Fitzsimmons, Grainne, Aaron Kay, and Jae Yun Kim. “’Lean In’ Messages
and the Illusion of Control.” Harvard Business Review. July 30, 1028.
In a world in which men dominate leadership roles, should we focus on changing the systems and structures that favor men at women’s expense? Or should we emphasize the tactics individual women can use to get ahead?
Our research explored this question. The first message, that it’s processes and organizations that need to change, has been gaining traction in more recent years. But the latter message has been inspiring and motivating to many people; it’s solutions-oriented and individualistic, appealing especially to Americans who tend to appreciate DIY solutions to societal problems. Plus, it has the benefit of seeming to help women now, rather than waiting decades — or even centuries — for societal change.
We suspected that by arguing that women can solve the problem themselves, advocates of the “DIY” approach may imply that women should be the ones to solve it — that it is their responsibility to do so. We also hypothesized that this message could risk leading people to another, potentially dangerous conclusion: that women have caused their own under-representation.
To test these ideas, we designed and ran a series of experiments, the results of which are forthcoming in the Journal of Personality and Social Psychology. Across six studies and approximately 2,000 American participants, we randomly assigned people to different experimental conditions to determine the effects of exposure to these ideas: what we’ll call here the structural approach to confronting sexism, and what we’ll call the DIY approach.
Participants read text taken directly from Facebook COO Sheryl Sandberg’s book Lean In, or listened to audio clips from Sandberg’s TED talks, that described the problem of women’s under-representation in leadership. While there are many books and resources out there that advocate a DIY approach to dealing with sexism, we chose to use Sandberg’s work because it is the most prominent, and the language of “lean in” has come to dominate this debate since her book was published five years ago. It also made good subject matter for our experiment because, while the title emphasizes the DIY approach, the book also extensively cites research on the structural problems women face. This allowed us to test the impact of both messages, while controlling for the messenger.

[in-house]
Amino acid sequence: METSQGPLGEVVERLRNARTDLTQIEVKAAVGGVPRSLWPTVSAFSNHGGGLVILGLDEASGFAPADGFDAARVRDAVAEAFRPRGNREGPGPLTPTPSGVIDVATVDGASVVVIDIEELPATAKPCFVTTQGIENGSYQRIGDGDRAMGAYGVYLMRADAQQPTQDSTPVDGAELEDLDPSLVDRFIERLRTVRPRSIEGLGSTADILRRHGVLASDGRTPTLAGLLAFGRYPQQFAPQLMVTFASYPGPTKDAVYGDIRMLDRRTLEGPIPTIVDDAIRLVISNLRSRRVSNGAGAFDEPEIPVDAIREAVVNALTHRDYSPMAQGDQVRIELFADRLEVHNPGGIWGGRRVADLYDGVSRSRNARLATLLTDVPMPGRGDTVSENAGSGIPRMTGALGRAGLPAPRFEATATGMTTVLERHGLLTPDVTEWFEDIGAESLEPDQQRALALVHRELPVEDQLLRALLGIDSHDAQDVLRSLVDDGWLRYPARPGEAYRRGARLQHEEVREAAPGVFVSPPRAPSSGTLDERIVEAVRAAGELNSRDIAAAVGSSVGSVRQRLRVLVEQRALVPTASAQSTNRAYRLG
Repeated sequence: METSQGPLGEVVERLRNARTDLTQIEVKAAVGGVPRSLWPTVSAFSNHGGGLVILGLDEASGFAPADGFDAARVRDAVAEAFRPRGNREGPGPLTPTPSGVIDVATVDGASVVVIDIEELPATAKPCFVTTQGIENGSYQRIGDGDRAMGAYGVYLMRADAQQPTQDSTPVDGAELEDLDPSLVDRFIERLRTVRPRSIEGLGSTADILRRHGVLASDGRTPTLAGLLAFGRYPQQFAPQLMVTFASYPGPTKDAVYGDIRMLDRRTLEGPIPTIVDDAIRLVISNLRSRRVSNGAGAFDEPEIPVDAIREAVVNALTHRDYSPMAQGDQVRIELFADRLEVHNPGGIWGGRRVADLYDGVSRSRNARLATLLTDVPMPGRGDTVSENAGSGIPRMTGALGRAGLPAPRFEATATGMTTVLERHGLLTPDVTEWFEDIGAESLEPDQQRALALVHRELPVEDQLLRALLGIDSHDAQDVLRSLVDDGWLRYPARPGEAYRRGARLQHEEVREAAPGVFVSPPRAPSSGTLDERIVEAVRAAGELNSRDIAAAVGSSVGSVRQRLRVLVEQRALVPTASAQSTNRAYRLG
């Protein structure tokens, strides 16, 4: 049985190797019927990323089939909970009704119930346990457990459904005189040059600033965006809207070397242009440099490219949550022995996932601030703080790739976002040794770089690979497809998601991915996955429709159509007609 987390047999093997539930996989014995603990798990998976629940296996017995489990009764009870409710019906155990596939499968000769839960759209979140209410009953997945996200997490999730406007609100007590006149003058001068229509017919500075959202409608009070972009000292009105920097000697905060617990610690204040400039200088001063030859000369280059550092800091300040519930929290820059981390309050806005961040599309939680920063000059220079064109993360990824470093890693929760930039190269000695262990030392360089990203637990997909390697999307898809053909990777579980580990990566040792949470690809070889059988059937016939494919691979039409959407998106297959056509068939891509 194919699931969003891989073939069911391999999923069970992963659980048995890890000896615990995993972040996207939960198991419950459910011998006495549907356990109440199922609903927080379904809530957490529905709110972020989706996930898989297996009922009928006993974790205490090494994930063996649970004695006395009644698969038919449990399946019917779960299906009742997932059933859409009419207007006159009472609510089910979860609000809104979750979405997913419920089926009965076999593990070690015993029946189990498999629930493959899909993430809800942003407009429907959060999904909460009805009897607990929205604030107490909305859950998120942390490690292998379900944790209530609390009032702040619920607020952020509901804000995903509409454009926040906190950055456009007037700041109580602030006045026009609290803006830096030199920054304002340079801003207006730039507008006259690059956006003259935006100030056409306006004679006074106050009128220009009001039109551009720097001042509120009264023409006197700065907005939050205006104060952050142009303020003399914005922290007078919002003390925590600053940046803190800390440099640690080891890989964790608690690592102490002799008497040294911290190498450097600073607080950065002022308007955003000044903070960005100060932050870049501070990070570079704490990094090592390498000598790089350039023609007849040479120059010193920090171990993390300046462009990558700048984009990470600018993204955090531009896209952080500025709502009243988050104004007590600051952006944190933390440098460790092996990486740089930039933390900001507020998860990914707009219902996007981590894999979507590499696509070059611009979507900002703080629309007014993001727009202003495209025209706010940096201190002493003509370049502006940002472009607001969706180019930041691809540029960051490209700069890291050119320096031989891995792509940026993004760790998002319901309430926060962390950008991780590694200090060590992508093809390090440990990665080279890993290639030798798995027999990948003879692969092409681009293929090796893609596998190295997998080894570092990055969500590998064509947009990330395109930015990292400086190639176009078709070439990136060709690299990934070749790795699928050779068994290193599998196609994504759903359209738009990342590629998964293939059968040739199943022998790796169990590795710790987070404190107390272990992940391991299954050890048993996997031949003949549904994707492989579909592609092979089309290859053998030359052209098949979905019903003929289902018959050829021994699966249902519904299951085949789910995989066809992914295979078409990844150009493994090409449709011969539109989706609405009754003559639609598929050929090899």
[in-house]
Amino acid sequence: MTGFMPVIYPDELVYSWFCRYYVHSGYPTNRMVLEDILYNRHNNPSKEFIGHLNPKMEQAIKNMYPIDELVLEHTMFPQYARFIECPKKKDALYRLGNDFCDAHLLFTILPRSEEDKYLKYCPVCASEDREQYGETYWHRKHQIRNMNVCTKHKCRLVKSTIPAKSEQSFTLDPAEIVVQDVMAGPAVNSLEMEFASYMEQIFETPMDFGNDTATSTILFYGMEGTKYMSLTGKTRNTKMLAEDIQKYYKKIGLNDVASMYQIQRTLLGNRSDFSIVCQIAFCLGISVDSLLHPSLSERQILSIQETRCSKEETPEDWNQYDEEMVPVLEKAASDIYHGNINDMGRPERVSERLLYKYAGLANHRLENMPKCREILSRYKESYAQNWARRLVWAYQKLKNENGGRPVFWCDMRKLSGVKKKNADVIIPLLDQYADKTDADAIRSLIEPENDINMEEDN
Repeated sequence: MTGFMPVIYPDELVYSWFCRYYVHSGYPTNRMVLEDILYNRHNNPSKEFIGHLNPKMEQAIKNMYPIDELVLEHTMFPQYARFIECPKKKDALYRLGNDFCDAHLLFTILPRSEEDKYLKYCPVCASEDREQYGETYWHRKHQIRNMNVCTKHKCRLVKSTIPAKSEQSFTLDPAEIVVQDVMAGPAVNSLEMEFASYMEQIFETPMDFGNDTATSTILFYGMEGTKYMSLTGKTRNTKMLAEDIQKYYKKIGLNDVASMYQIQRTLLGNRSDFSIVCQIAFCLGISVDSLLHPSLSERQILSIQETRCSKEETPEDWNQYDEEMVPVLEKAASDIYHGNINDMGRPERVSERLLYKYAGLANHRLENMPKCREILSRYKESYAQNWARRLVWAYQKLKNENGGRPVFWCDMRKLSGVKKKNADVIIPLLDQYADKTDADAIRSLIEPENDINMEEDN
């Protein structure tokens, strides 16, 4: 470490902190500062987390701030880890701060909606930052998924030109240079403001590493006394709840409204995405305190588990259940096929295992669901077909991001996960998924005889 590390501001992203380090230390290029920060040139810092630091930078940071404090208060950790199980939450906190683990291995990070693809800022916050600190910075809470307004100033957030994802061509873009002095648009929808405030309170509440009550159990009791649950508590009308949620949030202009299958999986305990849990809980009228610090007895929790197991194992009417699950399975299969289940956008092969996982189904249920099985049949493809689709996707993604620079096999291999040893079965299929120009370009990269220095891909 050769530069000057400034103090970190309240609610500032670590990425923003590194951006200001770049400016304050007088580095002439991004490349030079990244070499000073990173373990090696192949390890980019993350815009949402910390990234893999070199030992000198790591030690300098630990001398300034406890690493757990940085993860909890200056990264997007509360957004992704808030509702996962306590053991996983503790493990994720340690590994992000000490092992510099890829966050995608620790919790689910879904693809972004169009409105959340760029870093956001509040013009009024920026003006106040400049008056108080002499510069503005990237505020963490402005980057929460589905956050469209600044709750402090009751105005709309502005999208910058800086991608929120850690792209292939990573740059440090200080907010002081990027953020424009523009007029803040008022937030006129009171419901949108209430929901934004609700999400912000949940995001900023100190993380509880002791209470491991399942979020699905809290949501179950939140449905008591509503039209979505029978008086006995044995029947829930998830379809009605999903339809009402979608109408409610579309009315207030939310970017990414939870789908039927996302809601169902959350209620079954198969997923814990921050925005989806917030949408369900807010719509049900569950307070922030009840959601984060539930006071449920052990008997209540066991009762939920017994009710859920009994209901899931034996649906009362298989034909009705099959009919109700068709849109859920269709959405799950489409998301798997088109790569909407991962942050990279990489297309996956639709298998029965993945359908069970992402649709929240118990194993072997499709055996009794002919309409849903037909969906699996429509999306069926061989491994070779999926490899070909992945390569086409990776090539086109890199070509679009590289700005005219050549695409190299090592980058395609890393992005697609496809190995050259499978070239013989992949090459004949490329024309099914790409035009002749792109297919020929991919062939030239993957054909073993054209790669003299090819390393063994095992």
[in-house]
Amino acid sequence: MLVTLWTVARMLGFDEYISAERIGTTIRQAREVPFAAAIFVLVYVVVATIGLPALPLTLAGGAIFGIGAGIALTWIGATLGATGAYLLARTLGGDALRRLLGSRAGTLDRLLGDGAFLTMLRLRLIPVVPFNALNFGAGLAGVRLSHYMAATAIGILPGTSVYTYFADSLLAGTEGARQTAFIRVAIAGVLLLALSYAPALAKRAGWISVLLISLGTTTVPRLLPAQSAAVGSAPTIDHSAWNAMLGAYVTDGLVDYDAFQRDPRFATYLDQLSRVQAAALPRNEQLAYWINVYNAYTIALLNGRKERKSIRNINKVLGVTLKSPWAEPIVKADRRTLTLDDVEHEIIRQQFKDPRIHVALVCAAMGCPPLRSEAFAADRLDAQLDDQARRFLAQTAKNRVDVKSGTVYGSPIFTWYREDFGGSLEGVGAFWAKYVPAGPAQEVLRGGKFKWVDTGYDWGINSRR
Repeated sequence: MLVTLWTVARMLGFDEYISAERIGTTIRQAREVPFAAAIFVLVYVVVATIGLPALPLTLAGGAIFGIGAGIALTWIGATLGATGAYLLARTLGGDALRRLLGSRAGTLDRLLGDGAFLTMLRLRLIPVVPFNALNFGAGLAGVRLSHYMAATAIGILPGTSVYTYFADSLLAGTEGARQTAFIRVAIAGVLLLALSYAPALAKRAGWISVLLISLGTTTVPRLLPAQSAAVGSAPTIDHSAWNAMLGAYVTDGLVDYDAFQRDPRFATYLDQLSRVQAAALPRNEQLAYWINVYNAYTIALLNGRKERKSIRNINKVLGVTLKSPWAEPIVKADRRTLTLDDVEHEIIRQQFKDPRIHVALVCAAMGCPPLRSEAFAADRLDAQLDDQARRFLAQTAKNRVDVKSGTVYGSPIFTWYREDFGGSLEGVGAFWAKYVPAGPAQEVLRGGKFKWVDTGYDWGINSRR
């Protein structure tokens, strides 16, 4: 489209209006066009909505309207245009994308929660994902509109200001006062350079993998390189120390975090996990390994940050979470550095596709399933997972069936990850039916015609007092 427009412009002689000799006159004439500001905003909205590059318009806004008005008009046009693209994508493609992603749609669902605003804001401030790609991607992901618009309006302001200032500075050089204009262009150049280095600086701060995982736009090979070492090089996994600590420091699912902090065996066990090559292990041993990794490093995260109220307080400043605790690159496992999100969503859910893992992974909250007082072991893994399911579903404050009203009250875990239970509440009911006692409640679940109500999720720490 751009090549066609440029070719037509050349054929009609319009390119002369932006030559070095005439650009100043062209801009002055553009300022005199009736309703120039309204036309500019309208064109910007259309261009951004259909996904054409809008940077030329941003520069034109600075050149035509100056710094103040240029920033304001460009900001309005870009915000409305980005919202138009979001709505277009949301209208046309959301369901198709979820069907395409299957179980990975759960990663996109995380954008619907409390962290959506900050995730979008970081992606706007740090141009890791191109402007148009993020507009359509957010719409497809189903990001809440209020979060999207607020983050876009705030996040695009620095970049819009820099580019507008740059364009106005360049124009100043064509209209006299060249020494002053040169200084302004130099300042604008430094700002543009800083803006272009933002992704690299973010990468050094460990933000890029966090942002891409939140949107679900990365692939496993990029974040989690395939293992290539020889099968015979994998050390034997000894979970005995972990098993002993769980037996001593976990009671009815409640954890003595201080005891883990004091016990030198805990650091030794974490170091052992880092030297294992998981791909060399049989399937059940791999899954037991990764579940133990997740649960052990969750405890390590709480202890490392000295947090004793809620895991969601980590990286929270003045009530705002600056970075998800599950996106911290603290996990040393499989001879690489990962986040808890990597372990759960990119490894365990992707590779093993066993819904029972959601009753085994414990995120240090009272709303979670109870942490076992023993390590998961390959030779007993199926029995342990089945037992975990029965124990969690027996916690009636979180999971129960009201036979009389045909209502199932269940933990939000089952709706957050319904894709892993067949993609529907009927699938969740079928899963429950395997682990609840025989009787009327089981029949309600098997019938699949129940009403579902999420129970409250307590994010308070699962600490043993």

One group of participants read or listened to the DIY messages, which emphasized that women can act more ambitiously, speak more confidently, demand a seat at the table, and take more risks. The other group read or listened to sections that which emphasized structural and societal factors, such as discrimination. We also employed other control conditions.
People who read or listened to the DIY messages were more likely to believe women have the power to solve the problem. That, on its own, may very well be good news. However, they were also more likely to believe that women are responsible for the problem — both for causing it, and for fixing it.
What’s more, these effects were even associated with people’s policy preferences. For example, in one of our studies, we described a recent problem reported by Facebook, in which managers rejected code written by female engineers more often than they rejected code written by male engineers. This is an ambiguous workplace problem, with possible roots both in women’s own underperformance and in manager bias. After being exposed to the DIY messages, our study participants viewed the female engineers as more responsible for both causing and fixing this problem, and in turn, less likely to think that structural changes at Facebook — such as having managers review code without knowing who wrote it, or training managers on bias — would be worthwhile.
There are important limitations to these findings. First, the findings are new, and thus have not yet been independently replicated by another lab; as such, they must be considered as just initial evidence. Second, Sandberg’s message was primarily oriented at American professional women in majority white companies, and thus, our findings are also limited to that context. We don’t yet know how empowerment messages affect the way people see women of color or women in working class jobs.
Nonetheless, as behavioral scientists who study how people understand and make sense of social inequality, we are troubled by these findings. Humans don’t like injustice, and when they cannot easily fix it, they often engage in mental gymnastics to make the injustice more palatable. Blaming victims for their suffering is a classic example — e.g., that person “must have done something” to deserve what’s happened to them.
We are by no means suggesting Sandberg intended to blame women for inequality. But we do fear that Lean In’s main message — which emphasizes individual action as a way to address gender inequality — may lead people to view women as having played a greater role in sustaining and even causing gender inequality.
These findings should worry anyone who believes we need structural and societal change to achieve gender equality in the workplace, including Sandberg, who has said as much. They suggest that the more we talk about women leaning in, the more likely people are to hold women responsible, both for causing inequality, and for fixing it.